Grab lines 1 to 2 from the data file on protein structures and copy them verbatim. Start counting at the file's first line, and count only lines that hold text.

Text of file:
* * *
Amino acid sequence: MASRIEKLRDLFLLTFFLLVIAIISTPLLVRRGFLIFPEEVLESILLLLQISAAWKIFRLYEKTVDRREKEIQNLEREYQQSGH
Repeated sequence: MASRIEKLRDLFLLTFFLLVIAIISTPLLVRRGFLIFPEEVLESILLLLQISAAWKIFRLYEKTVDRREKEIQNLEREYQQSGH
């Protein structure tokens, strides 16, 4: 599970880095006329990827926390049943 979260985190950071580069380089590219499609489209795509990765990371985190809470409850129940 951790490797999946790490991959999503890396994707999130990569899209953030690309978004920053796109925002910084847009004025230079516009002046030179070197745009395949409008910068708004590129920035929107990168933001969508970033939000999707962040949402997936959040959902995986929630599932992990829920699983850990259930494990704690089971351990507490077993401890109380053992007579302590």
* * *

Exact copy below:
Amino acid sequence: MASRIEKLRDLFLLTFFLLVIAIISTPLLVRRGFLIFPEEVLESILLLLQISAAWKIFRLYEKTVDRREKEIQNLEREYQQSGH
Repeated sequence: MASRIEKLRDLFLLTFFLLVIAIISTPLLVRRGFLIFPEEVLESILLLLQISAAWKIFRLYEKTVDRREKEIQNLEREYQQSGH